There are two disgusting facts that I have recently become aware of. The first is that children all over the world try to change who they are in order to fit in with their classmates at school. The second is that their parents support it. Why on earth would you encourage your child to be mediocre and act like everyone around them? Everyone is different and parents should help their children to become whoever they want to be.
A lot of times kids feel the need to fit in because they want to be “cool” and have an abundance of friends. Parents should advise their kids that there is no such thing as “cool”, because frankly, there isn’t. The way I like to think about it is: There is no such thing as cool people, only your people. If you find your group of people that makes you feel proud, then you have just beat the system. That is the key to fitting in. It is not fitting in at all but in fact finding people you blend with.
Let’s take this back for a moment to the root of all this evil. Popularity. What is it? What causes it? And who is lucky enough to hold the glorious title of “popular”? According to Merriam Webster Dictionary, popularity means, “state of being liked, enjoyed, or done by a large number of people.” There you have it; to be popular you must be liked. But what qualities does a person have that makes them that well liked? It may be physical appearance, but that is certainly not always the case. It could also be a person’s talents, whether it be in athletics or anything else, but again that is not always the case. What I see as a quality that most well liked people hold is their self-confidence. If a student believes in oneself, more often than not, the other students will begin to believe in that person as well.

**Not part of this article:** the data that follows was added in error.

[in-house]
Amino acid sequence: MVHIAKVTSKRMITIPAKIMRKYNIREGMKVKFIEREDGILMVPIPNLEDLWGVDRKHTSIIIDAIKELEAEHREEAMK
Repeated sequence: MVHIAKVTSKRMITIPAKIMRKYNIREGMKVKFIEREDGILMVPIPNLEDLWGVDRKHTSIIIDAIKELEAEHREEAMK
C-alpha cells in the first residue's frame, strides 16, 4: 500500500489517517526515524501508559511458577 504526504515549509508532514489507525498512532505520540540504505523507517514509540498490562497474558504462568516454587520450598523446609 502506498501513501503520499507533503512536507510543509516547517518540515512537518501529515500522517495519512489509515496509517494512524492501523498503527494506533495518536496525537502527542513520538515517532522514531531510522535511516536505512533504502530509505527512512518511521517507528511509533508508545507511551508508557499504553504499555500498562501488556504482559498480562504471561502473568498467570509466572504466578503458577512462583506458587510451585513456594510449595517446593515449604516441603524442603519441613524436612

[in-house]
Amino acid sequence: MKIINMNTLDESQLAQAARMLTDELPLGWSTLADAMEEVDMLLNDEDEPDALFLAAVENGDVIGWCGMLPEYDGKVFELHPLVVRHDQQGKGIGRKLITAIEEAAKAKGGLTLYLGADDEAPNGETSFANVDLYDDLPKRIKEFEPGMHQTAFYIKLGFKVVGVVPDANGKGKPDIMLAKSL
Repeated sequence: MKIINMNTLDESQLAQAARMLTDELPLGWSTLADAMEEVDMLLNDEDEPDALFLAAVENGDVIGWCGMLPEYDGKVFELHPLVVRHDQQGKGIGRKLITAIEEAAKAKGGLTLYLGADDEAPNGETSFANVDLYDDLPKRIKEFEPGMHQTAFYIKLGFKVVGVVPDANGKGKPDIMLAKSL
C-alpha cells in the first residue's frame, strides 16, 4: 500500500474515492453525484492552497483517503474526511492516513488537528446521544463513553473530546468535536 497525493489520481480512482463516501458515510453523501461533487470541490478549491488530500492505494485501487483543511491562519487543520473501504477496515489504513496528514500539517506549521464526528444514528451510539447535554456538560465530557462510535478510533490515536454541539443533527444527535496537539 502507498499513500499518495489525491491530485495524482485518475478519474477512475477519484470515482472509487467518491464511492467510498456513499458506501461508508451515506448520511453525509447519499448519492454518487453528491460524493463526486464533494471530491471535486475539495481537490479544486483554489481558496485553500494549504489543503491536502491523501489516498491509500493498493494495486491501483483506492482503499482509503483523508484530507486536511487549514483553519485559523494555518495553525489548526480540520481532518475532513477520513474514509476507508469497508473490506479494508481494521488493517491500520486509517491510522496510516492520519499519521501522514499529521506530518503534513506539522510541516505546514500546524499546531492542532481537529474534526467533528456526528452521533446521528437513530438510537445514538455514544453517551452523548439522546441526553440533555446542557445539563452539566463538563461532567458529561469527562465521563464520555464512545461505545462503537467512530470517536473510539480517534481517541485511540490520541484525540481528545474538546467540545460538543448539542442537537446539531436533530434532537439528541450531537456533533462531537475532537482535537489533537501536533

This brings me back to my last point. Let your child be whoever they want to be! You may never know where it could lead them. And if they are getting bullied because of who they are, they need to be reassured that they will be stronger in the future because of it. Tell them to walk straight up to the bully, look him right in the eyes, and say, “You can’t change me.”
By Madeline Gadaleta’19, Staff Writer